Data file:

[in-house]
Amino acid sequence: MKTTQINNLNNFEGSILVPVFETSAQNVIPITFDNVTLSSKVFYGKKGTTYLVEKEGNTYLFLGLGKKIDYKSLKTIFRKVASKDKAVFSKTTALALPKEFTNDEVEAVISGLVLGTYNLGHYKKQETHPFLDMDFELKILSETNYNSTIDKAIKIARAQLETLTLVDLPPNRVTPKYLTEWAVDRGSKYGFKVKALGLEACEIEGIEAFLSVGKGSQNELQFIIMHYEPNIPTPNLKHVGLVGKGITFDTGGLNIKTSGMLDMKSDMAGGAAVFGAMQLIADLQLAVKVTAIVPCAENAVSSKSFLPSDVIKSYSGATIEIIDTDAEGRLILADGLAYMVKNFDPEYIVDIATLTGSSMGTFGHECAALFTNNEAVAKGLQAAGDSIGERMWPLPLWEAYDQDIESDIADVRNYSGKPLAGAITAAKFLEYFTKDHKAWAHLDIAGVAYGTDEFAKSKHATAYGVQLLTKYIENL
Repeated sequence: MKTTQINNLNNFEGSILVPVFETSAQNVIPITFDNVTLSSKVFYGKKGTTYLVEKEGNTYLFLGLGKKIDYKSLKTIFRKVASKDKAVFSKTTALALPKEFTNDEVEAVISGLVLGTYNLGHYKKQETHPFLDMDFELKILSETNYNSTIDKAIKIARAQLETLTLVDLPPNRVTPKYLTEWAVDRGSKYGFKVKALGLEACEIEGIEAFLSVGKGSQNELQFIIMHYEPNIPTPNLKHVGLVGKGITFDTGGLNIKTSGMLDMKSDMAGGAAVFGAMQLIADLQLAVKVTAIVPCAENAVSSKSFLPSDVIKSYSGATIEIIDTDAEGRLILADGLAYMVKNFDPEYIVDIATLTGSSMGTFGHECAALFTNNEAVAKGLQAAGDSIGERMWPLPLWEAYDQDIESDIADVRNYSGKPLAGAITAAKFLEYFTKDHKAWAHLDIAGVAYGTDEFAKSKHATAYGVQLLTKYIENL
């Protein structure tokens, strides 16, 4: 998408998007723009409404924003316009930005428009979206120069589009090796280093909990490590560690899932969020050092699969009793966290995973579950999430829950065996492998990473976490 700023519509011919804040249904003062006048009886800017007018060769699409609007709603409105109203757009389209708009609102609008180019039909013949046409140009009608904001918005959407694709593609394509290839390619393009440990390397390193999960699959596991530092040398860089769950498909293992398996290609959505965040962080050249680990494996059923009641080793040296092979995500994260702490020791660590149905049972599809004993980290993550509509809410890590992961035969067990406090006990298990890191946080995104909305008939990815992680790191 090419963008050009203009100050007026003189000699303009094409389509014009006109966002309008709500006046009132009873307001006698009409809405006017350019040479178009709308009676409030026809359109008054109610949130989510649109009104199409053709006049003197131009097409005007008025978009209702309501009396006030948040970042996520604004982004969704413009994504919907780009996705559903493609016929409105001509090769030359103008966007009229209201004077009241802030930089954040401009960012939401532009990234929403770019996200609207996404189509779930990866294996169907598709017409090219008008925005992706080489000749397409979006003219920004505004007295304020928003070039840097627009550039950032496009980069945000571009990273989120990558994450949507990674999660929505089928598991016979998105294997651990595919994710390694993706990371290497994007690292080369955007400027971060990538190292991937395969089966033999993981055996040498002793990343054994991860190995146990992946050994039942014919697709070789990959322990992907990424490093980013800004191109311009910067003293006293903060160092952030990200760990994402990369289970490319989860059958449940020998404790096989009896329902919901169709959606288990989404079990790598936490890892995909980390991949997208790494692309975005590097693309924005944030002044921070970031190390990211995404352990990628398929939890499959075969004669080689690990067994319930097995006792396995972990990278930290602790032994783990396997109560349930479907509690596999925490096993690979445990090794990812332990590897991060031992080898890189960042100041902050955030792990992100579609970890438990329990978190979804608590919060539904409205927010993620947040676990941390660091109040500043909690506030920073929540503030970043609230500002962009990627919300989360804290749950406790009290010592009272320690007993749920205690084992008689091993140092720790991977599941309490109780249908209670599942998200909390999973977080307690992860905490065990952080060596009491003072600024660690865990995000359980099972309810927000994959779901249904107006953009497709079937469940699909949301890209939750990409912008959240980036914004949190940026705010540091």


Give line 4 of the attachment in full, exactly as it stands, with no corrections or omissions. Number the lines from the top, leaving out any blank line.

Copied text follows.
């Protein structure tokens, strides 16, 4: 998408998007723009409404924003316009930005428009979206120069589009090796280093909990490590560690899932969020050092699969009793966290995973579950999430829950065996492998990473976490 700023519509011919804040249904003062006048009886800017007018060769699409609007709603409105109203757009389209708009609102609008180019039909013949046409140009009608904001918005959407694709593609394509290839390619393009440990390397390193999960699959596991530092040398860089769950498909293992398996290609959505965040962080050249680990494996059923009641080793040296092979995500994260702490020791660590149905049972599809004993980290993550509509809410890590992961035969067990406090006990298990890191946080995104909305008939990815992680790191 090419963008050009203009100050007026003189000699303009094409389509014009006109966002309008709500006046009132009873307001006698009409809405006017350019040479178009709308009676409030026809359109008054109610949130989510649109009104199409053709006049003197131009097409005007008025978009209702309501009396006030948040970042996520604004982004969704413009994504919907780009996705559903493609016929409105001509090769030359103008966007009229209201004077009241802030930089954040401009960012939401532009990234929403770019996200609207996404189509779930990866294996169907598709017409090219008008925005992706080489000749397409979006003219920004505004007295304020928003070039840097627009550039950032496009980069945000571009990273989120990558994450949507990674999660929505089928598991016979998105294997651990595919994710390694993706990371290497994007690292080369955007400027971060990538190292991937395969089966033999993981055996040498002793990343054994991860190995146990992946050994039942014919697709070789990959322990992907990424490093980013800004191109311009910067003293006293903060160092952030990200760990994402990369289970490319989860059958449940020998404790096989009896329902919901169709959606288990989404079990790598936490890892995909980390991949997208790494692309975005590097693309924005944030002044921070970031190390990211995404352990990628398929939890499959075969004669080689690990067994319930097995006792396995972990990278930290602790032994783990396997109560349930479907509690596999925490096993690979445990090794990812332990590897991060031992080898890189960042100041902050955030792990992100579609970890438990329990978190979804608590919060539904409205927010993620947040676990941390660091109040500043909690506030920073929540503030970043609230500002962009990627919300989360804290749950406790009290010592009272320690007993749920205690084992008689091993140092720790991977599941309490109780249908209670599942998200909390999973977080307690992860905490065990952080060596009491003072600024660690865990995000359980099972309810927000994959779901249904107006953009497709079937469940699909949301890209939750990409912008959240980036914004949190940026705010540091």